Kashmir turns out to vote as Modi’s BJP eyes power

Voters line up to cast their votes outside a polling station during the first phase of the Jammu and Kashmir state assembly elections at Dangarpora on Tuesday.

Voters line up to cast their votes outside a polling station during the first phase of the Jammu and Kashmir state assembly elections at Dangarpora on Tuesday.

GANDERBAL, India: Voters in Indian Kashmir turned out in large numbers under tight security Tuesday as Prime Minister Narendra Modi’s Hindu nationalist party tried to win power for the first time in the tense Muslim-majority state.

Voters lined up in 15 heavily guarded constituencies in the first stage of staggered elections, ignoring a call by separatist leaders to boycott the poll because of India’s rule over the troubled Himalayan region.

Turnout was high in seats across the region, including near the de facto border that divides Indian and Pakistani Kashmir and in remote Ladakh, home to mostly Buddhists, where temperatures have dropped below freezing.

“Vote in large numbers & vote with your hearts,” tweeted the region’s chief minister Omar Abdullah, whose National Conference party faces a tough fight to stay in power.

Modi’s Bharatiya Janata Party (BJP) is staging a bold attempt to seize control of the Jammu and Kashmir state’s 87-member assembly, a move that would have been unthinkable until very recently.

The party has traditionally had no base in the Kashmir Valley, where residents’ resentment against Indian rule runs high.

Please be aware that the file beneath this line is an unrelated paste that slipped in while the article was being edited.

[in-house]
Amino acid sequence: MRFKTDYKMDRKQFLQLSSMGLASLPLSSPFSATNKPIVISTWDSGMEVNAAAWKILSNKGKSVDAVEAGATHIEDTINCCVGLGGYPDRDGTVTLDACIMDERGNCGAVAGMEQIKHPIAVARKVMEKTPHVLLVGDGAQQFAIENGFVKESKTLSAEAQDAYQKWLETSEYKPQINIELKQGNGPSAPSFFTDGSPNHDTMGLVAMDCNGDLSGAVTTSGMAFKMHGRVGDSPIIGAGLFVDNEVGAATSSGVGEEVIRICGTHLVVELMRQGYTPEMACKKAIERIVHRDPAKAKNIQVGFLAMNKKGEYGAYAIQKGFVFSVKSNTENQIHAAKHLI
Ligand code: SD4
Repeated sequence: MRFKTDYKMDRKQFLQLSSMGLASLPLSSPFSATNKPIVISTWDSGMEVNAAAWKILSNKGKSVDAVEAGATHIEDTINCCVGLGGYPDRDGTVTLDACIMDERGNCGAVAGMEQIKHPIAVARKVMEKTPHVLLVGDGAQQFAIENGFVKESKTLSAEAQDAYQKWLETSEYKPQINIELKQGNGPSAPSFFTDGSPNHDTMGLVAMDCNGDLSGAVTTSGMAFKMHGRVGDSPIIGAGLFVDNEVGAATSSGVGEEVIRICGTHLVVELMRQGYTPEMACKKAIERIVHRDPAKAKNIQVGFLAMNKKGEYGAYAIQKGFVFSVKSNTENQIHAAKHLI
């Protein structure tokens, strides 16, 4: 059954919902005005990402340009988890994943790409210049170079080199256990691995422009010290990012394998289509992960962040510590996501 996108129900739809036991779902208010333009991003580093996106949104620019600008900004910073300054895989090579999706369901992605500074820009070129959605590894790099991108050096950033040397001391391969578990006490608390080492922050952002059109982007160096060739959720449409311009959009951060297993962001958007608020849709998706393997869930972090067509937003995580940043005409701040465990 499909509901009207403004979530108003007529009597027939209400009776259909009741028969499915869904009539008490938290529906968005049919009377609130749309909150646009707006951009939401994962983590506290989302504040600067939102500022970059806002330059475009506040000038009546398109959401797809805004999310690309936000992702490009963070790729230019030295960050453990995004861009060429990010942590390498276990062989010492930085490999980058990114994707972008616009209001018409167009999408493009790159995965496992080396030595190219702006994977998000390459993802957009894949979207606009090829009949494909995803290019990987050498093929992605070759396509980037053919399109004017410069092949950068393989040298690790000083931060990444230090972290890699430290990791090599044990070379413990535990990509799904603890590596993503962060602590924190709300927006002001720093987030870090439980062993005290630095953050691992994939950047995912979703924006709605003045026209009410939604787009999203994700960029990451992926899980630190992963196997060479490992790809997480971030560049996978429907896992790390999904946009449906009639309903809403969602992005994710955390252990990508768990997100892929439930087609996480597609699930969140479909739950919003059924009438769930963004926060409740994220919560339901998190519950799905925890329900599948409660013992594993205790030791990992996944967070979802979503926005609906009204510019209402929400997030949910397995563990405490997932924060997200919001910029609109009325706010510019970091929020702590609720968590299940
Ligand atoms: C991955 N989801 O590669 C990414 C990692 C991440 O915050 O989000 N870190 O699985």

About a dozen rebel groups have been fighting Indian forces since 1989 for Kashmir’s independence or for its merger with neighboring Pakistan. Tens of thousands of people, mostly civilians, have died.

But Modi’s landslide win at national elections in May on a pledge to revive the economy, along with a meltdown in support for incumbent Abdullah after deadly floods in September, have given the BJP hope of a breakthrough.

Outside a polling station in Ganderbal, a seat Abdullah’s family has long dominated, some voters at least were ready to give the BJP a chance.

“Whoever is willing to do the work is the best party. There’s nothing wrong with the BJP. Whoever works for the poor is the best party,” said taxi driver Aris Ahmed in Ganderbal, 30 km north of the main city of Srinagar.

Separatist hard-liners have called for a boycott of the poll, but the Election Commission said turnout was 70 percent across the region and was likely to rise with voters still queueing as stations closed.

“The polls in phase one have gone off absolutely peacefully without any untoward incident,” deputy election commissioner Vinod Zutshi told reporters, adding that a woman said to be 121 was among those casting ballots.

Some polls in the past have been marred by low turnout and violent clashes with security forces.

A boycott could play to the BJP’s advantage since although Hindus are a minority in Kashmir, their votes take on extra importance if many Muslims stay home.

The BJP has staged a major media campaign, with newspapers in English and Urdu running large advertisements calling on voters to “Come let’s go with Modi.”

But analysts said the BJP may have overplayed its hand, predicting ahead of the vote that the blitz would prompt anti-BJP voters to turn out in large numbers, rather than boycott, to cast ballots for regional parties.

“Yes I voted, because votes count and a boycott doesn’t,” said government contract worker Bashir Mohammed at a station in Ganderbal.

 
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